plus save Tk. 2,000-4,000 by selling the top." The spillover effect was brought on
surplus. board: "Ashe pasher manosh bole hamrao
The spillover effects of their training were bichon nebo (neighbours say we shall also
also on the discourse. Some villagers take the seed)".
already requested for BRRI dhan31, BRRI
dhan30. Their relatives from far and wide Costly credit!
have become fond of their farm practices. During the discourse in both the villages,
The most important spillover effect has I wanted to know whether they would
been in terms of growing an additional prefer a) Tk. 10,000 credit at 15% interest
crop, growing dhaincha or mug dal rate; or b) a ten-day training on such types
immediately after the harvest of wheat. of activities; or c) both. Surprisingly, out
of the 17 female farmers from both the
Rose smells the same villages, 10 opted for (b), 2 for (a) and 5
From Shibpur, I went to Uttar Shibpur for (c). The proponents of (b) held that
that lies few kilometers from Shibpur. their option was not repayable but, at the
There I met seven female farmers. The same time, riskless and rewarding. The
utterances and the upshots were almost other two options were repayable at a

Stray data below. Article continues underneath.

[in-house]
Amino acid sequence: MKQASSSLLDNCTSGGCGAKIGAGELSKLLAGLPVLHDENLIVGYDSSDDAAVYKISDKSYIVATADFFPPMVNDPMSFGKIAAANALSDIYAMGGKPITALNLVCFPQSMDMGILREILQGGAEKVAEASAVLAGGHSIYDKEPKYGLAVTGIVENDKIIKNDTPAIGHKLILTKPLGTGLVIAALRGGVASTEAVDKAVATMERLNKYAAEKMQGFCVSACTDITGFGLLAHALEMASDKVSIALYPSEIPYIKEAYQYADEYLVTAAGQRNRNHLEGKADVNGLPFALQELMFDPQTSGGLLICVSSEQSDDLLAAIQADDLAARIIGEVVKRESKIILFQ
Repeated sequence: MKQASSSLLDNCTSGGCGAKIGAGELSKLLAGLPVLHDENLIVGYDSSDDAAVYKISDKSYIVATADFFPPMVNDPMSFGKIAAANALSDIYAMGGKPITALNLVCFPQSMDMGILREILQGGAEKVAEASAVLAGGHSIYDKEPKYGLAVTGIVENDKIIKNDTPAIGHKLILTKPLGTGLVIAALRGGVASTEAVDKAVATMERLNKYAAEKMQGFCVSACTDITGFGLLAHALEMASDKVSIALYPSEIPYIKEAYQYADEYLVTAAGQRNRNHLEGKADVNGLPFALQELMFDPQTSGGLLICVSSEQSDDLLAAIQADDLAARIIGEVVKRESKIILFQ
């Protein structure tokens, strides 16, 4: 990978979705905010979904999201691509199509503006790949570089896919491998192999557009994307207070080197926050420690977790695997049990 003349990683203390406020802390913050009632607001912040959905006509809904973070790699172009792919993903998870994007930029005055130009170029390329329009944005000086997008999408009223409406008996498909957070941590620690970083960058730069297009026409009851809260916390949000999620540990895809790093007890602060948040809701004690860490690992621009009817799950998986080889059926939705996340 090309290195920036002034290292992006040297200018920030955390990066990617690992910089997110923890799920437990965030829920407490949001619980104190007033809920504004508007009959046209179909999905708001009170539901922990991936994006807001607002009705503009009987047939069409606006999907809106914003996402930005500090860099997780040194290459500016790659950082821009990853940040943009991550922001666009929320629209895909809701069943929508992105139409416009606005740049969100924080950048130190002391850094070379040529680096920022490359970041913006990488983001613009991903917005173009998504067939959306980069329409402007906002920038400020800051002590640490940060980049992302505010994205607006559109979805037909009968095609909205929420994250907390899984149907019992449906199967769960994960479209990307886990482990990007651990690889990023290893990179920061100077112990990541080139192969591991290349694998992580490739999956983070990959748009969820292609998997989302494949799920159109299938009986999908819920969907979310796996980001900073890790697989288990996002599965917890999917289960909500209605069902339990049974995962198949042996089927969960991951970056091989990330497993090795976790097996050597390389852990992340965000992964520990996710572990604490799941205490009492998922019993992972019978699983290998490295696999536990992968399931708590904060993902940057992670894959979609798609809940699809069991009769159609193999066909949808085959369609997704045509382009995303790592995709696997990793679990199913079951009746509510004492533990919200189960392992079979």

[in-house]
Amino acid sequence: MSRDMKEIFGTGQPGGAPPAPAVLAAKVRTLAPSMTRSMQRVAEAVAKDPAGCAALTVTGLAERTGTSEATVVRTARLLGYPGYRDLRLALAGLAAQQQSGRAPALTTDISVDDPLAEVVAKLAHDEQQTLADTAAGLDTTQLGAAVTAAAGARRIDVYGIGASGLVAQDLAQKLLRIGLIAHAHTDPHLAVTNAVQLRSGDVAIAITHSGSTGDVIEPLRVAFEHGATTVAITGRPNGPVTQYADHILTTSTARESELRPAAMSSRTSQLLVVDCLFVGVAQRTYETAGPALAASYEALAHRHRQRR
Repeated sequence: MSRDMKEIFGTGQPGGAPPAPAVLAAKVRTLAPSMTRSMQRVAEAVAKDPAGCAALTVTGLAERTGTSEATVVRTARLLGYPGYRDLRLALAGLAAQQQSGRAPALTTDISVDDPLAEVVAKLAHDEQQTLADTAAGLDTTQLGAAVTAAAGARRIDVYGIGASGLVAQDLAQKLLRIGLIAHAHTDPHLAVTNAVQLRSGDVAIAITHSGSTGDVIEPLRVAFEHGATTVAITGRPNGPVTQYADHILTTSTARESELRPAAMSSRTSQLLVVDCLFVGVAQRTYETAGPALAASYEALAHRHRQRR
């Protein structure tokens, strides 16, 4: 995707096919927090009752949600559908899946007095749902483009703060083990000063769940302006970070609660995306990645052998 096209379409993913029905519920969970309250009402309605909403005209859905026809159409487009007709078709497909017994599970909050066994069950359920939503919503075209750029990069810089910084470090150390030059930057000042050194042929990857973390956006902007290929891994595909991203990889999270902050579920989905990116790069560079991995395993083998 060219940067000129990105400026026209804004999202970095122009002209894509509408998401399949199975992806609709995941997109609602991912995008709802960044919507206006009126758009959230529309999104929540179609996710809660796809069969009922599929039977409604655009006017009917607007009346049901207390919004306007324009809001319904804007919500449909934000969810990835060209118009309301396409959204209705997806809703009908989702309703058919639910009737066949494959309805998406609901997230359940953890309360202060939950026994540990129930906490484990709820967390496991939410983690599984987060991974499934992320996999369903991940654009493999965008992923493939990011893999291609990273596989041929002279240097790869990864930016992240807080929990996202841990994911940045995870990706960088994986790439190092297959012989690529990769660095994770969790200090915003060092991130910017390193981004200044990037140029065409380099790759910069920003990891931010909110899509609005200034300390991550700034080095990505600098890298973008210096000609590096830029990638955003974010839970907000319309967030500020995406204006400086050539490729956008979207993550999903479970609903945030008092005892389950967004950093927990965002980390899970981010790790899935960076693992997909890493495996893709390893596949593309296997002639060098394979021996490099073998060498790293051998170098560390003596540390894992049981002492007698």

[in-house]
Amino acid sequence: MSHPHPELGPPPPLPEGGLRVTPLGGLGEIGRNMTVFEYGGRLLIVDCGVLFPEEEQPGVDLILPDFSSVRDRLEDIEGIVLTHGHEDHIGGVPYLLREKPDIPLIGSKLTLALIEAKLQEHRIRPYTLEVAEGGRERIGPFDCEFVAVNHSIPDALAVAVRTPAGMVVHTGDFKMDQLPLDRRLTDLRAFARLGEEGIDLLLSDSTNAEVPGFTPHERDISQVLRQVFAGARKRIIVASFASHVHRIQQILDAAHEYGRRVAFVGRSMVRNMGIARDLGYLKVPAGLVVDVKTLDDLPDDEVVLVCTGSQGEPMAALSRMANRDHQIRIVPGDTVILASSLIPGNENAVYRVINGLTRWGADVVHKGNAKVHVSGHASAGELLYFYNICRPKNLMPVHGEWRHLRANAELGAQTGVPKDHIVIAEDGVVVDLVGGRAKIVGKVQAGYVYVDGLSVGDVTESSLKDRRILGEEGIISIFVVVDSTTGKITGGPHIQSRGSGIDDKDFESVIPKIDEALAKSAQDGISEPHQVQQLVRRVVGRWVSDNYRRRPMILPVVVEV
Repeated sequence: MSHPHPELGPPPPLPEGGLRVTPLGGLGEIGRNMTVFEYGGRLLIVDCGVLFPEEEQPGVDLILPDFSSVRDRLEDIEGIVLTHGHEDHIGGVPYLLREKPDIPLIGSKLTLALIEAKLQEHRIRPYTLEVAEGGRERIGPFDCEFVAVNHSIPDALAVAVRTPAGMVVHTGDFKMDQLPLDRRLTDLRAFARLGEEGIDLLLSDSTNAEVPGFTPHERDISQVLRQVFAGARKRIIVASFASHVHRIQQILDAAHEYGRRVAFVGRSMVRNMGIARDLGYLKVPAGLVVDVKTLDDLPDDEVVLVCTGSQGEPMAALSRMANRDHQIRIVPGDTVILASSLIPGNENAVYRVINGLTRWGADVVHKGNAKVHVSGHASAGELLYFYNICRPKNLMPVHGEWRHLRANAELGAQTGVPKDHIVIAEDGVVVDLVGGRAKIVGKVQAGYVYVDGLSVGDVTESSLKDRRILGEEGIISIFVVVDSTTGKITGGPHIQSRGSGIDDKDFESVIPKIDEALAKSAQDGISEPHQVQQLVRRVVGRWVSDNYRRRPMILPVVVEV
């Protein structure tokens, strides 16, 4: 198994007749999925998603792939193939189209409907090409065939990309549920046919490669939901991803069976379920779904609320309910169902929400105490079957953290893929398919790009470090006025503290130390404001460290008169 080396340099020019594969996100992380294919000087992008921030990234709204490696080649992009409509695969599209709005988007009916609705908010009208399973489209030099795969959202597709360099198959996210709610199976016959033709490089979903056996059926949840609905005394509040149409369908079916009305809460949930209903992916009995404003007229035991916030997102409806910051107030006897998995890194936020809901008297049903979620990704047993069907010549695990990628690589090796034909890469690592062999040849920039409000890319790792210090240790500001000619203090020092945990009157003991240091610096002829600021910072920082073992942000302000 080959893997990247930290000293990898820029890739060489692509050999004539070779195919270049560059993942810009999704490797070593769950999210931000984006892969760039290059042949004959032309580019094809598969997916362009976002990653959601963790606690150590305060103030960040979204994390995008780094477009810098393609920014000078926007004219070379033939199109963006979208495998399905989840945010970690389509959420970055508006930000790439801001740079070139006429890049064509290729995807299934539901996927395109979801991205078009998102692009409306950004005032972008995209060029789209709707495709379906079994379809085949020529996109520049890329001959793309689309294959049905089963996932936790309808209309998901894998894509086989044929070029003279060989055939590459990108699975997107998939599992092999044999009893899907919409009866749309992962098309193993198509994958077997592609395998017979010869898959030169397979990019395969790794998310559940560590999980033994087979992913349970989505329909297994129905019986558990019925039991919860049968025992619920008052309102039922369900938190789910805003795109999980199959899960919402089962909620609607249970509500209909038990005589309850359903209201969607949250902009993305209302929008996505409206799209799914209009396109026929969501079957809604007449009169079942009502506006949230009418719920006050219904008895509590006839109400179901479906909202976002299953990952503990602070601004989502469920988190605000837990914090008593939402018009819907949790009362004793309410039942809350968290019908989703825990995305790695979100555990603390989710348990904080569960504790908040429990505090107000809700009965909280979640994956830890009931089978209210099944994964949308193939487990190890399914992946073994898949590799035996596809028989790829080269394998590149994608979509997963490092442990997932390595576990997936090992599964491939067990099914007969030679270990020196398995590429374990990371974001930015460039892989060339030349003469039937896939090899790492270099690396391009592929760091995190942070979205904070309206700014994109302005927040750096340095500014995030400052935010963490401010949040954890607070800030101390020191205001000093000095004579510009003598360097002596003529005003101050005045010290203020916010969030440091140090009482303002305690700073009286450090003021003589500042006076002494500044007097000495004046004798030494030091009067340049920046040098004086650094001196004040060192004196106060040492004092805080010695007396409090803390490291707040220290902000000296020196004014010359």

the same. Per acre yield increased by a big certain date, risky and in case of an odd
margin due to the development of ideas situation, could even turn out to be
on cropping patterns, new varieties, seed unrewarding. The supporters of (c), on
management at household levels, water the other hand, argued that knowledge
and fertiliser application etc. Asiran without implementation is useless and the
Begum (55) said: "In the past, we needed 3 only way to implement ideas of this kind
litres of diesel for watering one 'bigha' of land. is possible through credit to the poor. The
Now, 2 litres. By adopting a canal and pipe difference between a rich and a poor
system in irrigation, we have saved water and farmer - so they argued - is the
hence diesel cost by Tk. 22 per 'bigha'. This difference in terms of resource availability
meagre amount matters most for us". The during the boro cultivation period. The
participants reported that, over the years, former fawns upon its own sources while
they improved upon their housing, the latter, on costly credit.
children's education and clothing, health
etc. They are now able to eat more than Ladies lit lamps
before. Some of them also bought land or
As I drove back, I found females planting
released the earlier mortgaged land.
aman seedlings in muddy fields in the
scorching heat. It was surprising to see
Correlation and causation that the resource-poor females along with
"But that could be due to factors other than the their male counterparts were sweating
training on crop management that you under the sun for a sustainable livelihood

article no. 4.6
The ladies with the lamps

through upgrading their skills and education and some about housing and
expanding their frontier of knowledge. I health etc. But sitting at the corner was